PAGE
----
Can anybody tell me why they let an eighth grade boy run the Oscars?

Can anybody tell me why anyone cares what Kris Jenner thinks about anything?

Can anybody tell me why a church leader who claimed exception above decency and the law should have been voted into office in the first place?

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He made my heart skip. Even if it was just someone who looked like him, a flock of butterflies rose in my chest. Back then, I thought I really loved that guy.

Then came years of struggle. Plenty of good to make it all bearable. At least I thought so.

Then the dagger: Truth. And my martyr years.

Then later, justified, I sang my mantra, “He got what he deserved.”                           

And now the freedom years, gifted through giving. Forgiveness. Compassion.

Love gone full-circle, all the way to unconditional.

Delicious peace.

New Year

Photo by Temari 09 Flikr

Photo by Temari 09 Flikr

Last night I heard about a beautiful young girl who ended her life.

I didn’t know her. I don’t know what terrible burden crushed her spirit. But she inspired me to remember to give every person I meet my undivided attention. They deserve nothing less.

And thank you, wonderful reader, for your comments and encouragements.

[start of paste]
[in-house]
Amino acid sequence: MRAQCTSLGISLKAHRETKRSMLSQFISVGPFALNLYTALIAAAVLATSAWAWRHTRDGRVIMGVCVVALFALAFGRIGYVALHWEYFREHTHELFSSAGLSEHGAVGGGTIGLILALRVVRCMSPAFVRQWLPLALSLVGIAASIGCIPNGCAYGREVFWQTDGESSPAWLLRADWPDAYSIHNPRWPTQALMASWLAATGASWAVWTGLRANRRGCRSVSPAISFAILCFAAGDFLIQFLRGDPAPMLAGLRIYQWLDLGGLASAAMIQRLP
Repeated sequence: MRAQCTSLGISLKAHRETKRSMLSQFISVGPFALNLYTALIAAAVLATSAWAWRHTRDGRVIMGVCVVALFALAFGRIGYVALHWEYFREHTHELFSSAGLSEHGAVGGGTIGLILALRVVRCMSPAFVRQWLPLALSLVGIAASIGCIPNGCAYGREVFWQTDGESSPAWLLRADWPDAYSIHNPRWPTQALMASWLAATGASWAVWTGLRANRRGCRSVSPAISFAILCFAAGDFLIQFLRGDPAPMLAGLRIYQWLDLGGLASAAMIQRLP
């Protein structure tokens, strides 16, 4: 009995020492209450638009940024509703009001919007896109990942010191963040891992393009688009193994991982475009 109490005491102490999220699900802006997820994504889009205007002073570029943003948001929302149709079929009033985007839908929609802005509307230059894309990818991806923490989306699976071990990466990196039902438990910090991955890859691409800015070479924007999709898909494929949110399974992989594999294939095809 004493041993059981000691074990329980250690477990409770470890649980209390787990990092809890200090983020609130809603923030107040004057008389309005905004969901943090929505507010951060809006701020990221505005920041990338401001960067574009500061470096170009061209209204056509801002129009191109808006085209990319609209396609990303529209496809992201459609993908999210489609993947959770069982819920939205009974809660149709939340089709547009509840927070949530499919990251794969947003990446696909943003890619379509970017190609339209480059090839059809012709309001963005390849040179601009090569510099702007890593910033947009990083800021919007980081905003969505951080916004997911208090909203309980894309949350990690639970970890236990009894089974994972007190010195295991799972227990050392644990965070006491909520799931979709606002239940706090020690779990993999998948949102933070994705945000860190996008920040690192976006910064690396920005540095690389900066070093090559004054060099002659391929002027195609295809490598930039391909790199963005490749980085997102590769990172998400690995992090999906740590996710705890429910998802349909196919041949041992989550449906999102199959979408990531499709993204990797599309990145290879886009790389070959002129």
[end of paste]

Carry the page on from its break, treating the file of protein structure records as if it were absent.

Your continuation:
Happy New Year.


Have anything you want to say?

National Rifle Association of America

11250 Waples Mill Road

Fairfax, VA 22030

Prologue to a Mystery

This is the start of something I’ve been working on. All comments, criticisms welcome. Thanks!

Northeastern Pennsylvania, 1972

He slowed the pick-up a mile off the state road as he searched for an old logging trail. Finding the gash in the trees, he turned in and doused the headlights, though there hadn’t been another car for miles. Moonlight poked through the canopy of trees. He waited for his eyes to adjust. After several minutes he shifted into first and started up the winding trail.  A mile later, the woods opened to an abandoned pasture studded with brambles and woodchuck holes. He maneuvered the truck in reverse, backing onto the sharply sloped field. He parked in the shadow of an ancient oak. Above, a screech owl flexed its talons, distracted from its hunt.

The man stepped into the chill. A thin layer of frost coated the blanket of dead leaves, yet his flannel shirt was glued to his back like a second skin. He removed his woolen jacket, smoothed it, and placed it on the front seat. Moving to the rear of the ’57 Chevy, he unlatched the dented tailgate and eased it down to avoid the squeak. Sound had a way of ping-ponging through the mountains, especially at night. He reached for the shovel. Staying just inside the boundary of shadow, he gripped the well-worn shaft with both hands and stomped his boot against the metal spoon. The earth refused to yield, rock-hard from a year-long drought. He labored for some time, then glanced at his glowing Timex. It was after three. Frustrated, he flung the tool down with a force that bounced it out of sight. He ran his tongue across parched lips. His stomach twisted. Slouched on the stone wall that bordered the meadow, his mind raced. His army training taught him there was always a solution. “Slow down. Think pal.” A moment later, inspiration struck.